August 10, 2009

Ethel to get own postage stamp

The Kansas girl born Vivian Roberta Jones now has a stamp commemorating the 100th anniversary of her birth.

The world knows her as Vivian Vance, and she became one of America's "best friends" in the 1950s when she played Ethel Mertz on the "I Love Lucy" TV series.

Vance was born July 26, 1909, in Cherryvale. She died in 1979.

On August 11th, her surviving relatives will celebrate the release of the stamps in her hometown post office, along with postal authorities. Vance's stamp is one of 20 the U.S. Postal Service is introducing nationally.

The series of stamps called Early TV Memories, highlights some of America's favorite television shows, including "The Adventures of Ozzie & Harriet," "Alfred Hitchcock Presents," "The Honeymooners" and "You Bet Your Life."

"The stamps are calling cards for America's rich cultural history," said Richard Watkins, postal service spokesman in Kansas City. "We are excited Vivian Vance's hometown is recognizing her contributions to groundbreaking television."

Vance's relatives, including her second cousins, Imogene Ragan Littell, Jack Ragan and Carolyn Clark, will make a presentation along with Postmaster Daniel Wishall at 10 a.m. Tuesday at 309 W. Sixth St. in Cherryvale.

Although Vance was born in Cherryvale, when she was six, her family moved to Independence. After graduating from the Independence High School, Vivian changed her last name to Vance and moved to Tulsa to find work as an actress.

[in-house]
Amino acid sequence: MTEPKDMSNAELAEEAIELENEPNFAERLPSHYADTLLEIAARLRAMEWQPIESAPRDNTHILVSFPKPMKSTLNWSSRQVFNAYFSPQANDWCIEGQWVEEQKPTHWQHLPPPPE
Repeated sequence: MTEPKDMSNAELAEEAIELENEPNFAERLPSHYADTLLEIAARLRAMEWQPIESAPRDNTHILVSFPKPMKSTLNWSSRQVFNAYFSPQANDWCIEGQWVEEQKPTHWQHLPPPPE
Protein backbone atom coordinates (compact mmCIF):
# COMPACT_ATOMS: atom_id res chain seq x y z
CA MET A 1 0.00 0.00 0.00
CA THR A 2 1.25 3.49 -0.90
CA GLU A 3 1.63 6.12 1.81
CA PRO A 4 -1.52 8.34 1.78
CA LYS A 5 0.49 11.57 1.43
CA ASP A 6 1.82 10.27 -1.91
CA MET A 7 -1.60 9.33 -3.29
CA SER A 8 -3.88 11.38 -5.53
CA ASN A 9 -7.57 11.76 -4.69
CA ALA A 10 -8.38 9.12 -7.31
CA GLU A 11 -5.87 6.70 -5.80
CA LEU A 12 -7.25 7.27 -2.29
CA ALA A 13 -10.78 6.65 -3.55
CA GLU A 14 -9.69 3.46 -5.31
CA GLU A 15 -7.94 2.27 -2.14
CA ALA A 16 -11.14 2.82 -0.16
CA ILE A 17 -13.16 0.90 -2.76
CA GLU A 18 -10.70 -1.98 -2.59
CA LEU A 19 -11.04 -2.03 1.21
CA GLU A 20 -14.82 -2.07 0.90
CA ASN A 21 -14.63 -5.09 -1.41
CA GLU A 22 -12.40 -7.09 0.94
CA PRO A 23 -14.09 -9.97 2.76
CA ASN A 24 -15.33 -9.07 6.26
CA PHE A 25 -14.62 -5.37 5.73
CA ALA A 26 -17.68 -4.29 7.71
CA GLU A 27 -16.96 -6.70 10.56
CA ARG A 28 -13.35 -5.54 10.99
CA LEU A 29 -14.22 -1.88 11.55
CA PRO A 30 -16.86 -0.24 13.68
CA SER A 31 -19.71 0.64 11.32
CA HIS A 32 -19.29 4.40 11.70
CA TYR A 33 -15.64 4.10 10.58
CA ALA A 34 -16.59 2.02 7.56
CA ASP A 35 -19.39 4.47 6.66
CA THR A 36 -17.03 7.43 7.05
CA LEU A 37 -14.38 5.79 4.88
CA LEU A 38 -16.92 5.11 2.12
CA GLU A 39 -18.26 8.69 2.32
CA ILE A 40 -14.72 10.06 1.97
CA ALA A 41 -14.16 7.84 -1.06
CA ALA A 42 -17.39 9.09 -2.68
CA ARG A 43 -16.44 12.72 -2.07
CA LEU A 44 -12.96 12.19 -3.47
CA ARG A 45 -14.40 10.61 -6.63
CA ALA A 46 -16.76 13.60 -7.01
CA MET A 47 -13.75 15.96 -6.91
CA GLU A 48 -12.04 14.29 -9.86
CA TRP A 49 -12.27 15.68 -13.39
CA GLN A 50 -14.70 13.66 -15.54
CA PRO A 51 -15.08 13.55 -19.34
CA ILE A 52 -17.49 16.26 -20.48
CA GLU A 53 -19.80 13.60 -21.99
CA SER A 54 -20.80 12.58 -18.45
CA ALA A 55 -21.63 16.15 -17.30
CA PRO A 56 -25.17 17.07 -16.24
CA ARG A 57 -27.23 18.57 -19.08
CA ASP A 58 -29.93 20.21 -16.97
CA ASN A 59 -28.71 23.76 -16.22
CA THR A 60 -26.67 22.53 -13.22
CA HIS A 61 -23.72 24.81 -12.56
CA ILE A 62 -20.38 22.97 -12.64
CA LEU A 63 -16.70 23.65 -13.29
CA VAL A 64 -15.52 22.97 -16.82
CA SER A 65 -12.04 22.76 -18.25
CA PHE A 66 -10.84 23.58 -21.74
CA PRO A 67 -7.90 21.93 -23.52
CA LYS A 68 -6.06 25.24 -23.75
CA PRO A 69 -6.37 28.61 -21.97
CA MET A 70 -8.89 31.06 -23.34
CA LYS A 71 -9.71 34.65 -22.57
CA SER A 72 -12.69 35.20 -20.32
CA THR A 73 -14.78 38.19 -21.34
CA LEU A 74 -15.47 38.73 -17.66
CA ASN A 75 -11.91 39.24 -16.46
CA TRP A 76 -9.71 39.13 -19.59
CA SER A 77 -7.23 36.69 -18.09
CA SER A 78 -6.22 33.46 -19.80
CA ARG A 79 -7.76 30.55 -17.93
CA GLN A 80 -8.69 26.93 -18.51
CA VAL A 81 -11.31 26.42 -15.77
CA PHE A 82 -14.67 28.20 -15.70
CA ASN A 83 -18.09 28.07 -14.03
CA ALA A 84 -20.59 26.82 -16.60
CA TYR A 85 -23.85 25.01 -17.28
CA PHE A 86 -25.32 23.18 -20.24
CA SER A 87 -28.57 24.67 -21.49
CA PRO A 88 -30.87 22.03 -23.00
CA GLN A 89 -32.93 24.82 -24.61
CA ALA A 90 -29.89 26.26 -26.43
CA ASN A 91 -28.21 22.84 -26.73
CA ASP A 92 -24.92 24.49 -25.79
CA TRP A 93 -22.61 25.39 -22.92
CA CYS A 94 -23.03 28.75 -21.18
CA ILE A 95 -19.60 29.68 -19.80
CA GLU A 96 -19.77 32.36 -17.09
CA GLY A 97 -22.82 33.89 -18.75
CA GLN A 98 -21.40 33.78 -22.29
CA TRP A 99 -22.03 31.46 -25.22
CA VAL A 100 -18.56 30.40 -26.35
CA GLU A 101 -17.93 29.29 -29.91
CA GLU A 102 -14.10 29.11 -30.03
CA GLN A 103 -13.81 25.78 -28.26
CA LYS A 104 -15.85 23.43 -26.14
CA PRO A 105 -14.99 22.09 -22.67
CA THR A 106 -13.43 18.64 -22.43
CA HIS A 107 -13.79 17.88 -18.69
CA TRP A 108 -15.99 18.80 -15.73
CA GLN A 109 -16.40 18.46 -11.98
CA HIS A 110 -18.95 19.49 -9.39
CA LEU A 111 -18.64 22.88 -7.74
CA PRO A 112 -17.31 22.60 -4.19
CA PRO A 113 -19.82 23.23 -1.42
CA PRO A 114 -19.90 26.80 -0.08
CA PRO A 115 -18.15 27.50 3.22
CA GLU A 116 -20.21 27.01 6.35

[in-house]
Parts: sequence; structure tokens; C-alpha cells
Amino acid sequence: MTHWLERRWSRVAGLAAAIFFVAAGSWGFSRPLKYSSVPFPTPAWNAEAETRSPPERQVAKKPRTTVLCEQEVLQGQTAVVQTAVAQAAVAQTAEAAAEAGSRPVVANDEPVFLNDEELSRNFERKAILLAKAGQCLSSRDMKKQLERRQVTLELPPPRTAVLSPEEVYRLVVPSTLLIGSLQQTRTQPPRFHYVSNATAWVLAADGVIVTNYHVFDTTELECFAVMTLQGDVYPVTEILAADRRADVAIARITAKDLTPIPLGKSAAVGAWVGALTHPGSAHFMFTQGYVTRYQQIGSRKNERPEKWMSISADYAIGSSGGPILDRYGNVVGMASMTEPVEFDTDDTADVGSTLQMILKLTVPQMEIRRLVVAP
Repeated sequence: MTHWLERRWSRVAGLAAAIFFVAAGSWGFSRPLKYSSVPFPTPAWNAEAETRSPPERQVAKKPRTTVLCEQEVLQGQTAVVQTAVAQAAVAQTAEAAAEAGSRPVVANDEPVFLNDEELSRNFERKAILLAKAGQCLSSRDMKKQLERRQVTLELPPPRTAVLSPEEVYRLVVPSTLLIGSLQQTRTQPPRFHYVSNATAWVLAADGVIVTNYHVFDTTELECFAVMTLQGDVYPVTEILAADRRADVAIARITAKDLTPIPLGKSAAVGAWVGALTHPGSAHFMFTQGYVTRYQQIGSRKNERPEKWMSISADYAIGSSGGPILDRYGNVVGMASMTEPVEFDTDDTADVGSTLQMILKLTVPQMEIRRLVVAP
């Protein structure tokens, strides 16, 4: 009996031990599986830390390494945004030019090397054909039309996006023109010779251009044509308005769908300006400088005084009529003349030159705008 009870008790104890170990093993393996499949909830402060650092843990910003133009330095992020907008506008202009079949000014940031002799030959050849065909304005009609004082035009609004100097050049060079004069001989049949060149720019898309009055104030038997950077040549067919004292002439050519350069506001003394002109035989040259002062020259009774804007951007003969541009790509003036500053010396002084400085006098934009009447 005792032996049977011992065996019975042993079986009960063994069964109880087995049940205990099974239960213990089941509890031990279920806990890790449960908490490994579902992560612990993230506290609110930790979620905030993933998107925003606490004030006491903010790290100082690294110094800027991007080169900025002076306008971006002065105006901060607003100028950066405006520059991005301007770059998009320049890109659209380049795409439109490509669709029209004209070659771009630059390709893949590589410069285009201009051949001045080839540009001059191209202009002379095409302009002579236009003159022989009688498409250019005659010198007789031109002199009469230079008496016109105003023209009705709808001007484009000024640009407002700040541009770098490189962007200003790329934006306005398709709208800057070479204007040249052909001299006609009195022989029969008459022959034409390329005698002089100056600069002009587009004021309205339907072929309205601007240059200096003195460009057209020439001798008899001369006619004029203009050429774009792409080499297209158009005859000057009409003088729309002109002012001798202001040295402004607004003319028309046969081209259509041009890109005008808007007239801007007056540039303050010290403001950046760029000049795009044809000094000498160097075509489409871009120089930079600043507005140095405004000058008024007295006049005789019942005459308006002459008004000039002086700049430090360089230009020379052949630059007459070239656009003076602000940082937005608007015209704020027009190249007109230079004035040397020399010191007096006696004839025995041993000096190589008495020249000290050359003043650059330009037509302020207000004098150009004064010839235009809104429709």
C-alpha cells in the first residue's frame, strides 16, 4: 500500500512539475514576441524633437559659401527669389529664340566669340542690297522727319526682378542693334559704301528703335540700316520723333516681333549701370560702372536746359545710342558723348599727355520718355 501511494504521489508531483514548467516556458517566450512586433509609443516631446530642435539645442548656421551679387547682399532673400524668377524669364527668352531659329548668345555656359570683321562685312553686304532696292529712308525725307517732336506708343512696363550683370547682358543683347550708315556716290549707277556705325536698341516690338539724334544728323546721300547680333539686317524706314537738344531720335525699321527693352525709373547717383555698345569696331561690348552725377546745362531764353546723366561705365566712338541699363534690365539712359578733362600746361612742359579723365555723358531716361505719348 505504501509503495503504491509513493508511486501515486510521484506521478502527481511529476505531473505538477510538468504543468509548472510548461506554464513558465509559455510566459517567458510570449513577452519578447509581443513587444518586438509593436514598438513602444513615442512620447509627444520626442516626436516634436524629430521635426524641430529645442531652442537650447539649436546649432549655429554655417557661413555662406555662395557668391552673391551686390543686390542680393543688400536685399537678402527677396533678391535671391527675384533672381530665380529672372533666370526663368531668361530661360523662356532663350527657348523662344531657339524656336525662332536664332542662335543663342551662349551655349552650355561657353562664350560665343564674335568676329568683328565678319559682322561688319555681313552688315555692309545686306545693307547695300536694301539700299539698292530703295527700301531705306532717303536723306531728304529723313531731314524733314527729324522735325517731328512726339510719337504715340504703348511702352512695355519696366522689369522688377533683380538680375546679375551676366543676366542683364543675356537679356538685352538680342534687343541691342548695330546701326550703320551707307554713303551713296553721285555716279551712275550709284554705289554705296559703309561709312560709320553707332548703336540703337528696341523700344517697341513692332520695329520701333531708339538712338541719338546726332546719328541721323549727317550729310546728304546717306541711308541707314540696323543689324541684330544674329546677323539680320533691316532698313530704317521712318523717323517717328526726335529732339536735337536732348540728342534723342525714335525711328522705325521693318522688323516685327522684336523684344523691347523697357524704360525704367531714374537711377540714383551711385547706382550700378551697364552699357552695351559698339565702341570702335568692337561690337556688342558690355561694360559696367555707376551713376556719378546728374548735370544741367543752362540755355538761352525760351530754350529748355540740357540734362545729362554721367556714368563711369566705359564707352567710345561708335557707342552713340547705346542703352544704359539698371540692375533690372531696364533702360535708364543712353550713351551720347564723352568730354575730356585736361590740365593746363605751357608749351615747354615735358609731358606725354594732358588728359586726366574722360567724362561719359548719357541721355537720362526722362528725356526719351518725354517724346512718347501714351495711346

She soon developed a successful Broadway career and, in 1951, was tapped by Desi Arnaz as "Ethel" for the "I Love Lucy" show.

Playing second fiddle to Lucille Ball in the series, Vance was Ethel Mertz — a frumpy housewife and landlord to Ball's zany Lucy.

Together they would create some of television's most memorable comic moments.

Take, for example, the time Ethel and Lucy decide to work on an assembly line at Kramer's Kandy Kitchen: The chocolates keep coming and coming, and both of them end up stuffing chocolates in their hats, blouses and mouths.

Vance was so good as Ethel that in 1954 she was awarded an Emmy for best supporting actress. She was nominated in 1955, 1957 and 1958 in the same category.

In 1991, "I Love Lucy" was inducted into the Television Academy Hall of Fame.

The show debuted Oct. 15, 1951. The series continued until May 6, 1957.

By then, "I Love Lucy" had become an American icon. Today, the show is still seen in reruns around the world.

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